- 21. mbfbioscience.com Optical Disector • Isotropy is ensured by identifying and marking a unique point • The counting frame combined with the fractionator improves sampling efficiency • Typically it is not required to sample every cell within a section
- 22. mbfbioscience.com The Optical Fractionator • Sampling is done following systematic random sampling (SRS) • The counting frame is laid down on a systematic grid that is randomly placed on the anatomical area of interest
- 23. mbfbioscience.com The Fractionator Overview: A: Entire ROI B: The region of interest has been sectioned with an interval of 2 - every other section will be sampled C: Within each section, a fraction of the tissue will be sampled using the optical fractionator D: 3D view of the optical fractionator and disector Anderson and Gundersen. Journal of Microscopy, Vol. 196, Pt 1, Oct1999, pp. 69±73.
- 24. Formula for the Optical Fractionator The cell population is determined by sampling a subset or subfraction of tissue within the region of interest. Population estimate, N, is equal to: Reciprocal of Volume Fraction X Sum of Counts = N∑Q-1 Volume Fraction X mbfbioscience.com
- 25. Three components constitute the volume fraction: 1. Height sampling fraction (hsf): How much of the tissue (thickness) was sampled (e.g., 80%) 2. Section sampling fraction (ssf): How many sections you examine (e.g., every 4th) 3. Area sampling fraction (asf): How much of each section‟s area was sampled (e.g., 25%) Calculating the Volume Fraction mbfbioscience.com
- 26. mbfbioscience.com Height Fraction:hsf • Disector Height is the thickness of the tissue sampled • Average Mounted Section Thickness is the thickness of the tissue after processing • The disector height ≠ average mounted thickness • The cut surfaces of the tissue can be disturbed to the point that counting is inaccurate. Therefore, only a portion of the tissue is used for counting - disector height
- 27. mbfbioscience.com Guard Zones “Plucked Cell” “Lost Cap” Section Top Section Bottom Side View Disector Height Top Guard Zone Bottom Guard Zone Disector Height
- 28. mbfbioscience.com • Thickness should be measured at every sampling site • Assumptions pertaining to the post-processing thickness can lead to sampling bias and error • Processing of tissue results in shrinkage • With some techniques, tissue can shrink 80% • Avoid assuming shrinkage is homogenous across ages, groups, etc. • Processing can also result in uneven shrinkage – wavy tissue Section Thickness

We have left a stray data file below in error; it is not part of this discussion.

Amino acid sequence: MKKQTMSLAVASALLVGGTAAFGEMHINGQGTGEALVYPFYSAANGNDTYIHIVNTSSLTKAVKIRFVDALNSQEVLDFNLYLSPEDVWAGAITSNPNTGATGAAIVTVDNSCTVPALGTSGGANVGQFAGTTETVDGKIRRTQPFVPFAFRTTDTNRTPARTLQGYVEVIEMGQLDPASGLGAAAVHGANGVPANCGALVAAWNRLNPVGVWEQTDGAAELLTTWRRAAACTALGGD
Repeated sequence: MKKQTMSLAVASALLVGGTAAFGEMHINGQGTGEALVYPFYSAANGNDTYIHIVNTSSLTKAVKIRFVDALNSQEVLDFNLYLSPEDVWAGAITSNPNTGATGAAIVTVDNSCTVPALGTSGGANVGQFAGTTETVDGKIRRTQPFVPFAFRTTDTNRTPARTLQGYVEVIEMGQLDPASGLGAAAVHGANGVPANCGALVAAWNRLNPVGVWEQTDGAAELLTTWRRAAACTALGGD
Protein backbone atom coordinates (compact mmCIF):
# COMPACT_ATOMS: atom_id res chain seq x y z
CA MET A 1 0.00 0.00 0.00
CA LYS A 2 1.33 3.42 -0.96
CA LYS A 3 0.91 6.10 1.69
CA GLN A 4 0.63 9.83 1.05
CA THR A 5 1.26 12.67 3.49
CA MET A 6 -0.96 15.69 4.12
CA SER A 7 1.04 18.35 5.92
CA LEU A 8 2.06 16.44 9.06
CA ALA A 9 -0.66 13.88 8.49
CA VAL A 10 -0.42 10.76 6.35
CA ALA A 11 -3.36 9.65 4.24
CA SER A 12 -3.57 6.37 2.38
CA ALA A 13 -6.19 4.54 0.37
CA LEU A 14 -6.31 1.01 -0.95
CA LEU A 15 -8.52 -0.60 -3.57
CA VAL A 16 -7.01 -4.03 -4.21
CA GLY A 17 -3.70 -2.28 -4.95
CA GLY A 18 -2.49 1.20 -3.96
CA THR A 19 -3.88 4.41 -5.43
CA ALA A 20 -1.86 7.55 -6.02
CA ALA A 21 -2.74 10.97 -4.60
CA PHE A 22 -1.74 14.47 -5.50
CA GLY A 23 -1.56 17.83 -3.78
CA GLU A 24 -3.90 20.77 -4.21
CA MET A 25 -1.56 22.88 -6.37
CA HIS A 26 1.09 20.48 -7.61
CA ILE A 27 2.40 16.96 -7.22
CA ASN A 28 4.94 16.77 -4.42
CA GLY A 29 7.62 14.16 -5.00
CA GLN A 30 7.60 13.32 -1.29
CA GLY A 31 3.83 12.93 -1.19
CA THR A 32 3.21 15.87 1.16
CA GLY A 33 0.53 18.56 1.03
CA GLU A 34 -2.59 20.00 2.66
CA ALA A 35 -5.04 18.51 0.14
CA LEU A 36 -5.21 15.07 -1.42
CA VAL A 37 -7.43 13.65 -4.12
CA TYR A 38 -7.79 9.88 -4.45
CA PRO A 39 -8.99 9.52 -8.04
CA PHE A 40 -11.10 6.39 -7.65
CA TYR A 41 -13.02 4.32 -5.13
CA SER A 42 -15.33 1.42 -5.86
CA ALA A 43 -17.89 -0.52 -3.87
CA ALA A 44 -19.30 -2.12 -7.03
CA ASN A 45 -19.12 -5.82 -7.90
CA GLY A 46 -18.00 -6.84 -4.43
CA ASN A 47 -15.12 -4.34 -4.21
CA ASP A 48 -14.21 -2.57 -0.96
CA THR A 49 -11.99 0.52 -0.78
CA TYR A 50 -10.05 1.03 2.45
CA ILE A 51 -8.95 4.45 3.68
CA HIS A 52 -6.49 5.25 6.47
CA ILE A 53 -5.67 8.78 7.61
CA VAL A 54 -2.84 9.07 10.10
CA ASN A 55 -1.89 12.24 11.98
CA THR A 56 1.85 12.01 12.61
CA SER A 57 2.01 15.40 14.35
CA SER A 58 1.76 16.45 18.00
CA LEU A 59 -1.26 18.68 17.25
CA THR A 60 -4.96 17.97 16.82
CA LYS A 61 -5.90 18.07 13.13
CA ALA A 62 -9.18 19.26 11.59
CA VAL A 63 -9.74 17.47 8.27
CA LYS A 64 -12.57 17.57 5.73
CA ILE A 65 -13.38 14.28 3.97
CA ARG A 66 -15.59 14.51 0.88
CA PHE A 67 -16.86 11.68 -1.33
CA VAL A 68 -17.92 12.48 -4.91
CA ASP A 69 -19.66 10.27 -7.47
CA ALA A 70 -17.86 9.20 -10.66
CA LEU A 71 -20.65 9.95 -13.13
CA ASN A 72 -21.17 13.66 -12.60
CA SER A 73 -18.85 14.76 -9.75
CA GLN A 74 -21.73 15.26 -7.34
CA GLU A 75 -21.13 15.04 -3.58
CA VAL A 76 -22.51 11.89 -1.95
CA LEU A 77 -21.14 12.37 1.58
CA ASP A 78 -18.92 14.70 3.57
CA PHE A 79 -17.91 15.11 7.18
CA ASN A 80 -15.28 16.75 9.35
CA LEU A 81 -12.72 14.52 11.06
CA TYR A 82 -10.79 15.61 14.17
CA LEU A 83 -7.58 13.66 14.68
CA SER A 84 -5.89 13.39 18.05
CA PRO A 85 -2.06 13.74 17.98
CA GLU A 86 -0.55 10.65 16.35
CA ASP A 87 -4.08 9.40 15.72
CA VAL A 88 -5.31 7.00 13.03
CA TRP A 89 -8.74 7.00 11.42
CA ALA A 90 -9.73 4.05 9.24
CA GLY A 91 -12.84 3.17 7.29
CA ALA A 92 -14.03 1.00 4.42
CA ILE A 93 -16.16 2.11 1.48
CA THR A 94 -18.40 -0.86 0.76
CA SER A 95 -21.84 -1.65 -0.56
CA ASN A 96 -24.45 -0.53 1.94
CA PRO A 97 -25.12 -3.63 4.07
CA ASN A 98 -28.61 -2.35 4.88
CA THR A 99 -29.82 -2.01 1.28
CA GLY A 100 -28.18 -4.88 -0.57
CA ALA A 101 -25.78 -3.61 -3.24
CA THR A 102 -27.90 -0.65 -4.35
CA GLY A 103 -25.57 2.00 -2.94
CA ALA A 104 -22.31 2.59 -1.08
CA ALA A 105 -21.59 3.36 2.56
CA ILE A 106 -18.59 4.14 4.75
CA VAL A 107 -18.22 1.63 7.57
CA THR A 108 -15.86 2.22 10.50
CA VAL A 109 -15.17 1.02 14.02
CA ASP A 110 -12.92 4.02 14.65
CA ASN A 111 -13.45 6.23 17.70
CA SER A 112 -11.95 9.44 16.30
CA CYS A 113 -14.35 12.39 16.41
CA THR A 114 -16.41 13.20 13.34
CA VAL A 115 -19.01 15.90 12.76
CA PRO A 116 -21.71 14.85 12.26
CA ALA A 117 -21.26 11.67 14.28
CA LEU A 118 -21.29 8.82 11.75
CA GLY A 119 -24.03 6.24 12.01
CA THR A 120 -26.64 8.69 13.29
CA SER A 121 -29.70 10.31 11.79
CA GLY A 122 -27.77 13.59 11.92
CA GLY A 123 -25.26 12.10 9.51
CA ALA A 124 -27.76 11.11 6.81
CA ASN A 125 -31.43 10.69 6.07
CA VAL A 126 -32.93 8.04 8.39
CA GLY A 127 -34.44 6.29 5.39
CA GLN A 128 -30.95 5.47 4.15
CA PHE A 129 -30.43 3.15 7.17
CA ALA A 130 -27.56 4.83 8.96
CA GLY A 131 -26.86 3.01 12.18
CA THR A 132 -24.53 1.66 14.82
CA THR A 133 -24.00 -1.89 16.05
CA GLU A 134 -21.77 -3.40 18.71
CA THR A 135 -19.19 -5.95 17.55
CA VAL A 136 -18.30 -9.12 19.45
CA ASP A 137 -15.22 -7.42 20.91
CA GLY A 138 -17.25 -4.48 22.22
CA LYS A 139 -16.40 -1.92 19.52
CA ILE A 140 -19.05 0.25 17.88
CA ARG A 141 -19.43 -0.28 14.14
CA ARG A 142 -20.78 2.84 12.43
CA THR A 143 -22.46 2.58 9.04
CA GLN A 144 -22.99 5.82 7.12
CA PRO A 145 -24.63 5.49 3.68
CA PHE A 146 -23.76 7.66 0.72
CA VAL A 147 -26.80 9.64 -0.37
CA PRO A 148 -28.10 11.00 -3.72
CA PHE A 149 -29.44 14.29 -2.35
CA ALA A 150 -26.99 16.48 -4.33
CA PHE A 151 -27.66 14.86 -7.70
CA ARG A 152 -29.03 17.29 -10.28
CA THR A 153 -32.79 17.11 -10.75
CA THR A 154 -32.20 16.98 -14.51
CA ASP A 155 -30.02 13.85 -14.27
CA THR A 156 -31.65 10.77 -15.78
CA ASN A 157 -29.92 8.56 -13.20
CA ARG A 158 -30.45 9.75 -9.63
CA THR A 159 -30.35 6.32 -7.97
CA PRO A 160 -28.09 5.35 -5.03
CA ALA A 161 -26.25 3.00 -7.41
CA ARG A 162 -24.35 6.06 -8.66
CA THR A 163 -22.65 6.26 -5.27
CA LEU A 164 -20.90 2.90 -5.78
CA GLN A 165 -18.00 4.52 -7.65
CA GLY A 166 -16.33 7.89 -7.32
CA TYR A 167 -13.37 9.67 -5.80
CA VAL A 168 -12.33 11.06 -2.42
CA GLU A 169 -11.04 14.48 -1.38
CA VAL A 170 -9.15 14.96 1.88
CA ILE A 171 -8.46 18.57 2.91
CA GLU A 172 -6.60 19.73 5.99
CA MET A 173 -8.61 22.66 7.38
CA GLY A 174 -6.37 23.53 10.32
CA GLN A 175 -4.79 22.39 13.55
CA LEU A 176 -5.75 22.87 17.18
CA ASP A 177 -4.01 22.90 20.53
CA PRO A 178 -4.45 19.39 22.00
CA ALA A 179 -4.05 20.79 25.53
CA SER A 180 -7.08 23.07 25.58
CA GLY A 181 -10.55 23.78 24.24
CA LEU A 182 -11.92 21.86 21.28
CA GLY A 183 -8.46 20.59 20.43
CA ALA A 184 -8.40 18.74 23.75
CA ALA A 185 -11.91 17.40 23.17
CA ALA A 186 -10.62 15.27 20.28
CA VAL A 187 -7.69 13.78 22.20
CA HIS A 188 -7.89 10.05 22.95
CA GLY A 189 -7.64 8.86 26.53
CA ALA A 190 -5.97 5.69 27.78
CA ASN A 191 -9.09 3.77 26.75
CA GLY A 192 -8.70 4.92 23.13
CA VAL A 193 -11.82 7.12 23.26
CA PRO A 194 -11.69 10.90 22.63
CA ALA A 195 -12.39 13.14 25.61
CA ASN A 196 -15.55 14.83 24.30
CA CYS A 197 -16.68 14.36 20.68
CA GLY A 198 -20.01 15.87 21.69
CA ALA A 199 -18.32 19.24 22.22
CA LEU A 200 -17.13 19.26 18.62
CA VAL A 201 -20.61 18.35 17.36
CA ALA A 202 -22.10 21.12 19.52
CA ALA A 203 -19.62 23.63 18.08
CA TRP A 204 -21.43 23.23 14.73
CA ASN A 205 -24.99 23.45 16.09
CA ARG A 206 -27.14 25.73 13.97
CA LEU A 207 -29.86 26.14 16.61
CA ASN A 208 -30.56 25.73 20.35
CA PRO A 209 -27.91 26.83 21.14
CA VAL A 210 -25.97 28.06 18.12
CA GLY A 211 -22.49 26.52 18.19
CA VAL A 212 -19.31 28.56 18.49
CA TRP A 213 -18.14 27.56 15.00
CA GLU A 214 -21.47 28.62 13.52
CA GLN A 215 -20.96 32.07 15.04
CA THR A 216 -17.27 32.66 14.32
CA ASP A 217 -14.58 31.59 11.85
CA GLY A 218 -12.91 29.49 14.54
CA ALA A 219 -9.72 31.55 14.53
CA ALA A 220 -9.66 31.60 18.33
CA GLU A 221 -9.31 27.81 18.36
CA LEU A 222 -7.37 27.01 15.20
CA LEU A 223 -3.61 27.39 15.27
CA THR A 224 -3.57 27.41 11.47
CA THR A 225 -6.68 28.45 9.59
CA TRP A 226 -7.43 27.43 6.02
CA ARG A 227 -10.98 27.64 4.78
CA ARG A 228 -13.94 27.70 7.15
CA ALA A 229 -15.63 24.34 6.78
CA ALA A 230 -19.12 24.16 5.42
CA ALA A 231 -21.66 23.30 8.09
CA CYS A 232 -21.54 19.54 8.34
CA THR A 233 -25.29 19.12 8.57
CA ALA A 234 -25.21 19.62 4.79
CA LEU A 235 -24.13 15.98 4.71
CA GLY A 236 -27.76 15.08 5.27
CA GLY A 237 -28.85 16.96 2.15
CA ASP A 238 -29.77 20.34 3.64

- 29. mbfbioscience.com Section Sampling Fraction: Lateral View Dorsal View In your experiments you will sample a subset of sections through the region of interest = section interval
- 30. mbfbioscience.com Section Sampling Fraction: ssf | A | A | A | A | A | B | B | B | B | B | C | C | C | C | C | D | D | D | D | D | E | E | E | E | E 1 | 2 | 3 | 4 | 5 | 6 | 7 | 8 | 9 | 10 | 11 | 12 | 13 | 15 | 14 | 16 | 17 | 18 | 19 | 21 | 20 | 22 | 23 | 24 | 25 | • The interval is systematic (e.g. every 5th section is sampled) • The starting section needs to be random
- 31. mbfbioscience.com • The counting frame ( ) ensures that objects are counted once and only once • The grid ensures that a fraction of the tissue is sampled in a systematic and random manner • Once defined, the grid spacing and counting frame size cannot be changed • Placement of the grid on the ROI is random (via Stereo Investigator) Area Sampling Fraction: asf
- 32. mbfbioscience.com Area Sampling Fraction: asf
- 33. mbfbioscience.com = N∑Q-1 Volume Fraction X Optical Fractionator: Recap • Report the total cell population within the region of interest independent of volume • Important to understand the volume fraction and its components: hsf, asf and ssf • Stereology is not magic its math!
- 34. mbfbioscience.com • What are you quantifying? • Global measures – cell numbers, volumes, area, lengths • How will you quantify it? • Non-stereological methods • Stereology • How do you validate results? • Accuracy vs. Precision • Experimental Design • CE • Pilot Study Basic Questions Artwork by Sidney Harris
- 35. • With sampling, a given estimate of a population will vary from the true number • The goal of stereology is to ensure that the individual sampling error does not overshadow the difference due to experimental manipulation • High Precision, Low Accuracy • High Accuracy, Low Precision • High Precision, High Accuracy mbfbioscience.com True number Accuracy vs. Precision
- 36. Know Your Question • Shape of the region of interest • Uniform in shape: fewer sections • Non-uniform shape: more sections mbfbioscience.comahappyvalentine.blogspot.com geradandlauracoles.com
- 37. Know Your Question • Are the objects normally distributed in your region? • Evenly distributed in structure: fewer sections • Unevenly distributed in structure: more sections mbfbioscience.com
- 38. Know Your Question • How frequent are your objects? • Dense population (more spots on the pup): fewer sections • Sparse populations (fewer spots on the pup): more sections mbfbioscience.commbfbioscience.comhttp://dalmatian-dog-lovers.blogspot.com/
- 39. Know Your Question • Are the objects normally distributed within a section? • Evenly distributed in section: fewer disectors • Unevenly distributed in section: more disectors mbfbioscience.comImages courtesy of MBF Bioscience